US 2813045 A
Description (OCR text may contain errors)
R. B. ABBT'nj-JR 2,813,045
' Nov. :12,- 1957 v fnlxe'monmbv APPARATUS Fox comme. GLAsswARE' Filed Feb. 2s, '1955 ATToRN United States Patent iice Patented Nov. 12, 1957 METHOD 4APPARATUS FOR COATING GLASSWARE Raymond B. Abbott, .lr., Los Angeles, Calif., assigner to Owens-Illinois Glass Company, a corporation of Ohio Application February 23, 1955, Serial No. 489,949
2 Claims. (Cl. 117-54) The present invention is a novel and economical method of and apparatus for applying a lubricous protective coating or Iilm `to the exterior surfaces of glass containers, such as bott-les and jars.
Treatment of the exterior surfaces of freshly annealed virgin bottles and jars, formed of glass, to elfectively protect same against being scratched, bruised, etc., incident to handling between the forming machine and the customers fil-ling line,has long been desired in the trade and the xattainment of such in a simple, economical fashion, is a prime object of my invention.
Inherently, freshly formed glass containers, even after complete cooling following the annealing operation, have a tacky exterior surface which resists relative sliding of such containers while in contact with one another. In the event sufficient force is applied to overcome resistance to such sliding movement, the surfaces become scuifed, scratched or bruised, so that the containers are at least unsightly, if not actually physically weakened and unmarketable.
Coatings of various kinds have been used in the past in an unsuccessful effort to effect satisfactory protection.
' Silicones, carbowax and such materials have been utilized,
but without satisfactory results. One of the objections also to methods used heretofore is that the coating material employed was sprayed downwardly onto the containers as they moved in normal upright position along a predetermined path. Such necessarily resulted in entry of some of the material into the containers nad failure to effectively coat the critical areas of the exterior surface. The critical areas usually are those side surfaces generally close to the bottom, such being so because these are the surfaces which frequently rub against each other, or are subject to impact incident to manual inspection following annealing and miscellaneous handling operations thereafter. Such critical surfaces however, are not invariably in these areas and may well extend the full height of the container body.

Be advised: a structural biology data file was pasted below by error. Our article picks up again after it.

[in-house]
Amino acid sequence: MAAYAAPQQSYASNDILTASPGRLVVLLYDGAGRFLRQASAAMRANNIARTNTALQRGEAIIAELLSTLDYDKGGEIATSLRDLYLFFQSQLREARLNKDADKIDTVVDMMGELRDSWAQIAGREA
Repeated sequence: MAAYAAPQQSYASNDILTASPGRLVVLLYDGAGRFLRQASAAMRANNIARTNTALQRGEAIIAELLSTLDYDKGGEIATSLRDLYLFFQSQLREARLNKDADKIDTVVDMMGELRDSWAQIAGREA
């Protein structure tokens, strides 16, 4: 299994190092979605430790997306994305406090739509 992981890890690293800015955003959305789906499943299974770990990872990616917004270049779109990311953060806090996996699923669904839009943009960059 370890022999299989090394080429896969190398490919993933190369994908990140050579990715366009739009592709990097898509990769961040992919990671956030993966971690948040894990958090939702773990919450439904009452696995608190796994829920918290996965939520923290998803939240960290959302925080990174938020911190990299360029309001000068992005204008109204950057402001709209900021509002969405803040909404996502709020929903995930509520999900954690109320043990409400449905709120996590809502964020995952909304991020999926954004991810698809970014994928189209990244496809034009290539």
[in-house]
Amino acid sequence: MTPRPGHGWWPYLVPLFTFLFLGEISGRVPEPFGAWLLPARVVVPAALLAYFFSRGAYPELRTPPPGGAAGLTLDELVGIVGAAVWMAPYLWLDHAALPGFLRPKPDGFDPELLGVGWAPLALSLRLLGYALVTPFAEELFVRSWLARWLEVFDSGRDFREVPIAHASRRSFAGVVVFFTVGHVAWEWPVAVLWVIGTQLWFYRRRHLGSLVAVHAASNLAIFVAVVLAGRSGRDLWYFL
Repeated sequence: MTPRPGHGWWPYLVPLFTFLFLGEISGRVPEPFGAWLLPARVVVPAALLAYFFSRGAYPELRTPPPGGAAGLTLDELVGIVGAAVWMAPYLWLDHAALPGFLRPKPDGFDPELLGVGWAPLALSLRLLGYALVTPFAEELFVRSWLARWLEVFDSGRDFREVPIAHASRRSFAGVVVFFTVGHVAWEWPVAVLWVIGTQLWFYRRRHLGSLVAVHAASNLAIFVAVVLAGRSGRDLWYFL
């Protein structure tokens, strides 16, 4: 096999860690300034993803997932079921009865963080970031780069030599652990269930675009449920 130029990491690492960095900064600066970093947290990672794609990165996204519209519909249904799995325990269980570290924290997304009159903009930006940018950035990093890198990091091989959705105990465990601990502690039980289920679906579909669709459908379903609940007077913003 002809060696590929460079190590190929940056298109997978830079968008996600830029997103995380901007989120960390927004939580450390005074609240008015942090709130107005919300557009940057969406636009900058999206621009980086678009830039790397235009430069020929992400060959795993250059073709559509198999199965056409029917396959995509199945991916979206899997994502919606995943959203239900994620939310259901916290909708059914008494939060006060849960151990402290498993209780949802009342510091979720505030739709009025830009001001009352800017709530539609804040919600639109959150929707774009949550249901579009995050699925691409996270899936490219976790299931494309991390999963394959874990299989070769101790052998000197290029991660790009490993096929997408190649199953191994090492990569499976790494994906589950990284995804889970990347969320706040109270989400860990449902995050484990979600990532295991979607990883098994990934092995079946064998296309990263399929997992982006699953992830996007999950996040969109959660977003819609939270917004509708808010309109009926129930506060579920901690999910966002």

Another object of my invention therefore is to utilize a novel effective coating material and apply same in such fashion as to insure formation of the protective lm where most needed and additionally completely avoid entry of any of the material into the containers.
A further object is the provision of 4a novel and efficient method for applying a protective exterior coating to glass containers, such method involving transforming a dilute aqueous solution of lubricous organic material into a vapor state and thereafter condensing this material upon the desired glass surfaces.
It is also an object of my invention to provide novel method and means for condensing a lubricous organic material, such as a water-soluble wax, upon the exterior surface of glass containers while the water carrier for the wax is in the form of invisible superheated steam or vapor which moves past the containers so that no portion thereof is deposited upon said surfaces.
Furthermore it is an object of my invention to provide a novel method in which the temperatures of the glass Cir surfaces and vapor at the time of initial contact with each other, are :such as to minimize any tendency on the part of the water carrier for the wax, to condense or accumulate upon the glass surfaces.
Other objects will be in part apparent and in part pointed out hereinafter.
In the drawings:
Fig. 1 is a fragmentary side elevational view of the discharge end of a conventional annealing lehr showing my invention associated therewith;
Fig. 2 is a sectional elevational view taken substantially along line 2 2 of Fig. l; and
Fig. 3 is a fragmentary sectional plan view of the lehr, manifold and the'vaporizer unit.
.In accordance with my invention, `bottles B or other similar virgin glass containers are placed side by side in normal upright positions upon the ware conveyor 10 of an annealing lehr 11, said conveyor being of wire mesh, or such reticulated form. The containers are placed quite close to, but out of actual physical contact with one another for robvious reasons, .an important one of which is the avoidance of sticking together of the hot surfaces. The lehr includes an open or cooling section 12 where cooling of the ware may be accelerated by fan means 13 placed in proximity to the exit end of the .tunnel 14. Louvres 15 in the roof ofthe tunnel are adjustable to regulably control the rise of heated air from said tunnel. The foregoing is more or less conventional annealing lehr construction.